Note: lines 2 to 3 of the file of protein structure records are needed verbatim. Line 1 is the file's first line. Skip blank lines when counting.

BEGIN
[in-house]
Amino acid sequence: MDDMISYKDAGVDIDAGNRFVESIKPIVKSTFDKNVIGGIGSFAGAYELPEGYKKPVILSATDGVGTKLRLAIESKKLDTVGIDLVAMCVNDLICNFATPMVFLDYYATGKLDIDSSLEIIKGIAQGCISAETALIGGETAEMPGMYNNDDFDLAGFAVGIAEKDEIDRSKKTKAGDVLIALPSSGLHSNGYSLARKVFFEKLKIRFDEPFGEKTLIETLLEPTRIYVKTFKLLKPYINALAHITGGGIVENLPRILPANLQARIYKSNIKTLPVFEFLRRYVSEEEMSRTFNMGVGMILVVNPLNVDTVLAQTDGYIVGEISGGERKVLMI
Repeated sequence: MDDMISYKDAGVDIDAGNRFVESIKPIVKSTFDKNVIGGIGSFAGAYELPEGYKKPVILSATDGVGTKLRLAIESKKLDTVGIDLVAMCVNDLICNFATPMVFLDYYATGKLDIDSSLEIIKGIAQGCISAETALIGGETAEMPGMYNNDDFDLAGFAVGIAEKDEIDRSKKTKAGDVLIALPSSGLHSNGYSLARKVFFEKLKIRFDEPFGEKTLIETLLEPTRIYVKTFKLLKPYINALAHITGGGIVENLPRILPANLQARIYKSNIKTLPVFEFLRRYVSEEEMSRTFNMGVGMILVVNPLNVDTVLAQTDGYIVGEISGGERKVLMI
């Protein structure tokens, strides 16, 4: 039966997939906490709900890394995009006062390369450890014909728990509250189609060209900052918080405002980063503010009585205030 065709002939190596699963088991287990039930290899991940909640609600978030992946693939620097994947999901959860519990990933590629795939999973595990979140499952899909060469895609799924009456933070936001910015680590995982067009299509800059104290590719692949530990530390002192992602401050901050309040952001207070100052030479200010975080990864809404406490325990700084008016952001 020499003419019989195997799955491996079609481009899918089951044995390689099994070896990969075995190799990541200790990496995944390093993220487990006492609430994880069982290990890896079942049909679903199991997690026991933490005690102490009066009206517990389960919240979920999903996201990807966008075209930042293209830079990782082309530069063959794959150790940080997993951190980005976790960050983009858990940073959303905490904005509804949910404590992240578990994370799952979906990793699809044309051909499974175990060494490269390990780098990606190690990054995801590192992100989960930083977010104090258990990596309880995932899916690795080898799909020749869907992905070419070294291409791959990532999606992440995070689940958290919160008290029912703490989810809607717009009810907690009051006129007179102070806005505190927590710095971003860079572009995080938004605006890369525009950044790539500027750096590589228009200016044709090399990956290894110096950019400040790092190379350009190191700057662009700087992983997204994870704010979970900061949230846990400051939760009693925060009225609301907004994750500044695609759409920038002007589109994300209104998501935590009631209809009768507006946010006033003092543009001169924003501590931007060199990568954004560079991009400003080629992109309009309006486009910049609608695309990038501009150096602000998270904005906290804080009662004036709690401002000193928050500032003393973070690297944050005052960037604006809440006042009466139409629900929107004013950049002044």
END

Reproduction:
Amino acid sequence: MDDMISYKDAGVDIDAGNRFVESIKPIVKSTFDKNVIGGIGSFAGAYELPEGYKKPVILSATDGVGTKLRLAIESKKLDTVGIDLVAMCVNDLICNFATPMVFLDYYATGKLDIDSSLEIIKGIAQGCISAETALIGGETAEMPGMYNNDDFDLAGFAVGIAEKDEIDRSKKTKAGDVLIALPSSGLHSNGYSLARKVFFEKLKIRFDEPFGEKTLIETLLEPTRIYVKTFKLLKPYINALAHITGGGIVENLPRILPANLQARIYKSNIKTLPVFEFLRRYVSEEEMSRTFNMGVGMILVVNPLNVDTVLAQTDGYIVGEISGGERKVLMI
Repeated sequence: MDDMISYKDAGVDIDAGNRFVESIKPIVKSTFDKNVIGGIGSFAGAYELPEGYKKPVILSATDGVGTKLRLAIESKKLDTVGIDLVAMCVNDLICNFATPMVFLDYYATGKLDIDSSLEIIKGIAQGCISAETALIGGETAEMPGMYNNDDFDLAGFAVGIAEKDEIDRSKKTKAGDVLIALPSSGLHSNGYSLARKVFFEKLKIRFDEPFGEKTLIETLLEPTRIYVKTFKLLKPYINALAHITGGGIVENLPRILPANLQARIYKSNIKTLPVFEFLRRYVSEEEMSRTFNMGVGMILVVNPLNVDTVLAQTDGYIVGEISGGERKVLMI